The Housing Assistance Corporation
Bernard Robinson & Co.
DHHS-Division of Aging and Adult Services
City of Charlotte
North Carolina Indian Housing Authority
Red Stone Equity Partners
Bennett Group Consulting
David Morrow Realty Co
Landura Management Associates
CCCS of Western NC / OnTrack Financial Education and Counseling
Housing for New Hope
Habitat for Humanity of the NC Sandhills
Partners Ending Homelessness
Forsyth County NC
Pittman Insurance Group LLC
Greensboro Housing Coalition
Habitat for Humanity of Durham
To become a member, click here.
Click here for older articles.
News & Record
January 6, 2015
GREENSBORO — The city is the first in the state to include sexual orientation, gender identity and gender expression in its housing non-discrimination policies, city officials say.
The City Council voted unanimously Tuesday to make the changes to three existing non-discrimination ordinances.
The first prohibits discrimination in city programs, services or activities. As part of this the city will explore the feasibility of adding gender neutral restrooms or changing rooms in all city buildings. The rooms would be available to all genders and people of all gender identities and expressions as well as to families.
Councilman Tony Wilkins expressed concern at the possible cost of creating new, gender neutral accommodations. But Mayor Nancy Vaughan said it shouldn’t be difficult.
“A lot of our buildings already have family restrooms or changing rooms,” Vaughan said. “This would just designate these spaces as gender neutral.”
The second change codifies non-discrimination protections already in place for city employees based on sexual orientation and adds gender identity as a protected class.
The last change prohibits discrimination in the “buying, renting, selling, or advertising of real estate” on the basis of sexual orientation or gender identity — a newer battleground in the movement for lesbian, gay, bisexual and transgender rights.
Chris Sgro, executive director of LGBT advocacy group Equality NC, congratulated the council on making the changes.
He said he is proud, as a Greensboro resident, that his city is the first in the state to adopt these protections.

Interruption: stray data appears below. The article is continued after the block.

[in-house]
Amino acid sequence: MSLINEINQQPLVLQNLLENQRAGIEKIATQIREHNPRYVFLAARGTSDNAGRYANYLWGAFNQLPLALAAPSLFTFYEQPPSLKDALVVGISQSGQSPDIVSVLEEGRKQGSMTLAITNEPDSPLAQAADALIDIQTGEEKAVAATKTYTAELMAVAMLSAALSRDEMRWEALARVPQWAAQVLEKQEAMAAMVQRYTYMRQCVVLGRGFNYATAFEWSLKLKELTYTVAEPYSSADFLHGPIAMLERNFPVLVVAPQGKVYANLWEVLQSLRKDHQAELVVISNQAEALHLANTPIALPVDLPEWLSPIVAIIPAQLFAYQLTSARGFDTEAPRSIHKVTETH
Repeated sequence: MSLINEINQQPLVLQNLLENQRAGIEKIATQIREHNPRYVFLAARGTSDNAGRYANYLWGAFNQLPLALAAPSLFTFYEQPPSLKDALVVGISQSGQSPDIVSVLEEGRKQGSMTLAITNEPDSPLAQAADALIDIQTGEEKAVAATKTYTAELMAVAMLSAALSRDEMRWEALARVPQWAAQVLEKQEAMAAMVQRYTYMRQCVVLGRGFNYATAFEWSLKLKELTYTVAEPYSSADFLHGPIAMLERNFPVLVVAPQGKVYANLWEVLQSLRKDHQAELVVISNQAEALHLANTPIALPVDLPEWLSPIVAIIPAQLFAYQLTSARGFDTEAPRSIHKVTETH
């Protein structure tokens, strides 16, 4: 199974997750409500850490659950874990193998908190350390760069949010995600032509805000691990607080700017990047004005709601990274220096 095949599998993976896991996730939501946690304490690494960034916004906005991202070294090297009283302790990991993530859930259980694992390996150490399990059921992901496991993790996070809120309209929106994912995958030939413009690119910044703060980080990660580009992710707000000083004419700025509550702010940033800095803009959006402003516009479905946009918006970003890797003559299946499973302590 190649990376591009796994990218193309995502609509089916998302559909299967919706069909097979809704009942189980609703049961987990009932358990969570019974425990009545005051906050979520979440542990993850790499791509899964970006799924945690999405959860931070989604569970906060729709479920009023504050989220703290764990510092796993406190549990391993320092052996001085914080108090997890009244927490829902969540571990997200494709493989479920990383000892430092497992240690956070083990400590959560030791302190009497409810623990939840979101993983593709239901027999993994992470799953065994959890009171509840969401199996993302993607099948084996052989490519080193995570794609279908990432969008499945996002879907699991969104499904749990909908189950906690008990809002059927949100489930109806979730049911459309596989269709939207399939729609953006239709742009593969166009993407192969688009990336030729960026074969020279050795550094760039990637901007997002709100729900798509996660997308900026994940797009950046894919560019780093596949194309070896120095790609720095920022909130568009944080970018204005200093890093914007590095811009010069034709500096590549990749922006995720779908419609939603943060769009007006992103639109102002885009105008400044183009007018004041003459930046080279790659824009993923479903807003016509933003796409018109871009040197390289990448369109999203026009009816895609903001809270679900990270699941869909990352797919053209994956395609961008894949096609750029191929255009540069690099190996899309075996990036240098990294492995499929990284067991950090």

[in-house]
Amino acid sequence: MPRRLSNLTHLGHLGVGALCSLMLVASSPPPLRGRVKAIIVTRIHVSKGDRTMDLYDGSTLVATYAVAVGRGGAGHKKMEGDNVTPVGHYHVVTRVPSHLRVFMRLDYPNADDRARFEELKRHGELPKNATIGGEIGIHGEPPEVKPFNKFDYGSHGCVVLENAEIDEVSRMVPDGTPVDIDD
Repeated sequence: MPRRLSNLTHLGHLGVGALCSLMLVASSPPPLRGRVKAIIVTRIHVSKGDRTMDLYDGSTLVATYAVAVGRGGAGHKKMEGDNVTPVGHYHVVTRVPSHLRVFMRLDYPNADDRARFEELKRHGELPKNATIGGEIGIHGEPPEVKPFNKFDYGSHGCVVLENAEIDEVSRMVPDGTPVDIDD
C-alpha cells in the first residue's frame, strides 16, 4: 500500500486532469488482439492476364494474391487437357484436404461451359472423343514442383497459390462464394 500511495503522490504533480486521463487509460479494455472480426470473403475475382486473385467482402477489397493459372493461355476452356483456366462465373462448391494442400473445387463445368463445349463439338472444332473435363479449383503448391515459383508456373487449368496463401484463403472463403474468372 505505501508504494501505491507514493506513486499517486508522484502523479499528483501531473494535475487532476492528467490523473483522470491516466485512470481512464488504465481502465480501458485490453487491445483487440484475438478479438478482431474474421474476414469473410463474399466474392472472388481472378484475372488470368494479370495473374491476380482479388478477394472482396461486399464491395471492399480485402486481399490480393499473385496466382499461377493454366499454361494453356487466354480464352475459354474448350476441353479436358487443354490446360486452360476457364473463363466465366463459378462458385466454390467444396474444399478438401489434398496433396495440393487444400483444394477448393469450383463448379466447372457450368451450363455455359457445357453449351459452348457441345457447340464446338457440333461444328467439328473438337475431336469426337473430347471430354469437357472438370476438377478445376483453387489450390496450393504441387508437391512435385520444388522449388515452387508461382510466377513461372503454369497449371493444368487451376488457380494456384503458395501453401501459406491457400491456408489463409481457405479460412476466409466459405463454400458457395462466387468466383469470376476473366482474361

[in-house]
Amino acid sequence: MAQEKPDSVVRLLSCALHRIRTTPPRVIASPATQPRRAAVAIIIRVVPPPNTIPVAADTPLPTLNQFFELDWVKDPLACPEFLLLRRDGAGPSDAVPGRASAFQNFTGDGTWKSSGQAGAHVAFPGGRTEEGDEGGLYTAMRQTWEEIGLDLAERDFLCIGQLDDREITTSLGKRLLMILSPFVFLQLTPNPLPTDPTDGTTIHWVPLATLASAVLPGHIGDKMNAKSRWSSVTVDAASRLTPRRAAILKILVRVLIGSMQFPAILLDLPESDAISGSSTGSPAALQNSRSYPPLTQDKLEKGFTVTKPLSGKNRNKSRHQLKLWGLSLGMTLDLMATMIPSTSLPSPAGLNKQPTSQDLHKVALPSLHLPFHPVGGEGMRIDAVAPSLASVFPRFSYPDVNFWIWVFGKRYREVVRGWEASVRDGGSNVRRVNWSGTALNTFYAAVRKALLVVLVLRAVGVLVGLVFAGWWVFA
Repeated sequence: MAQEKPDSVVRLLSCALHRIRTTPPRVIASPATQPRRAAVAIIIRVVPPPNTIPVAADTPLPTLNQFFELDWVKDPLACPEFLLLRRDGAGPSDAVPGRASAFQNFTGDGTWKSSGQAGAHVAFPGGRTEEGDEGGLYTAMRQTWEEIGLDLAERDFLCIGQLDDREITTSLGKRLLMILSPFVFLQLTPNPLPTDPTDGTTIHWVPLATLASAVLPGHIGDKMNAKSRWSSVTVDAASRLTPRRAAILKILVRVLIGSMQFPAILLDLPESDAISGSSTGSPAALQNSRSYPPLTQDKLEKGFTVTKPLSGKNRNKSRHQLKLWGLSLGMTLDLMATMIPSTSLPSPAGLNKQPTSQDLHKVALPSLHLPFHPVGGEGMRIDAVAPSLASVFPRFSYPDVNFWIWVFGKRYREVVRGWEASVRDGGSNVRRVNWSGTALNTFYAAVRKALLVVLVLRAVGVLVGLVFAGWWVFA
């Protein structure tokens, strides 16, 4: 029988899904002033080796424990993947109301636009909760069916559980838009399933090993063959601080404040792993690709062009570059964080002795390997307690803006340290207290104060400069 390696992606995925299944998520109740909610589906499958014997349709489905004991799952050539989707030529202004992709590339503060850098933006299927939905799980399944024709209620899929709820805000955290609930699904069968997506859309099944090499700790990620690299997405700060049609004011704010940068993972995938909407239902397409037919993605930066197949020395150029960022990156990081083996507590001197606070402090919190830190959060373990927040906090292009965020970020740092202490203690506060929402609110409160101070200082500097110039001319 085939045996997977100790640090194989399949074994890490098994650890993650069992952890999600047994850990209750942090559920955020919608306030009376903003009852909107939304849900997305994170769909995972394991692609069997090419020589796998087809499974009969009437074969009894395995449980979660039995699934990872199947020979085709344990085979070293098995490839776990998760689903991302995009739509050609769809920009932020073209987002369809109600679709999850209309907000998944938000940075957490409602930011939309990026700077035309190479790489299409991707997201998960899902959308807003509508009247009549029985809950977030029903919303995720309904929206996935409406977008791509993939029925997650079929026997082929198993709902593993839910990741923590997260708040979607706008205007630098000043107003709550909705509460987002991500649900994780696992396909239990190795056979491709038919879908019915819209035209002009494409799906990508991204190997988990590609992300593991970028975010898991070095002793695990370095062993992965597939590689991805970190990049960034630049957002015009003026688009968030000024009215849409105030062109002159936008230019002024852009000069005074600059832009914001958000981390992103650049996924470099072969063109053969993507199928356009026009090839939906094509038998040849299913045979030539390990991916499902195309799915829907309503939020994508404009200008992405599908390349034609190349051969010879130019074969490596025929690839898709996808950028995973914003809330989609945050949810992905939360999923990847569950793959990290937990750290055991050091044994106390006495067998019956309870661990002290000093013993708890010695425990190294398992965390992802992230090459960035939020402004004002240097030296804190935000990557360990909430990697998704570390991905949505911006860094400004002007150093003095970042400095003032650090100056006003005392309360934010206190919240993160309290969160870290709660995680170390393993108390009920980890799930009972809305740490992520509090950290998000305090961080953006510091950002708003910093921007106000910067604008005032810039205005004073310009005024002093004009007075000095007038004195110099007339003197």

“There’s massive public support for protections in housing, protections in employment and protections in public accommodations,” Sgro said. “Most North Carolinians believe the protections already exist, but they exist in a surprisingly small number of municipalities across the state and Greensboro becomes the first in the state to add those protections in terms of housing.”
Sgro said Charlotte is expected to adopt similar protections later this month and his group has been working to get similar protections in other cities throughout the state in what he believes will be a “domino effect.”
“I think this means we’re going to be able in Greensboro to position ourselves in a critical business environment,” Sgro said of the changes. “Eighty-five percent of LGBT folks and 70 percent of young professionals say they take into account whether municipalities have these kinds of protections as a barometer of whether it’s a city they want to live in. Major employers across the country pay attention to that. So, it’s the right thing to do and it also gives us a competitive edge.”
Vaughan said she believes the move sends the right message about Greensboro.
“It says we’re inclusive and welcoming,” Vaughan said. “That’s what we want people to think of when they think of Greensboro.”
The Durham News
December 1, 2014
DURHAM — Homeless and disabled veterans in Durham have a new place to live with the opening of a new apartment building in northern Durham.
The Denson Apartments for Veterans, at 1598 Sedgefield St., at the corner of Sedgefield and Guess Road, features 11 one-bedroom apartments. Phase two of the project includes another 12 units for homeless veterans to be completed next year on the lot next door.
“I’m glad we’re getting 11 people off the street,” said Debra King, CEO of the Raleigh-based nonprofit CASA, or Community Alternatives for Supportive Abodes,. “I hope it ends for them the cycle of homelessness.”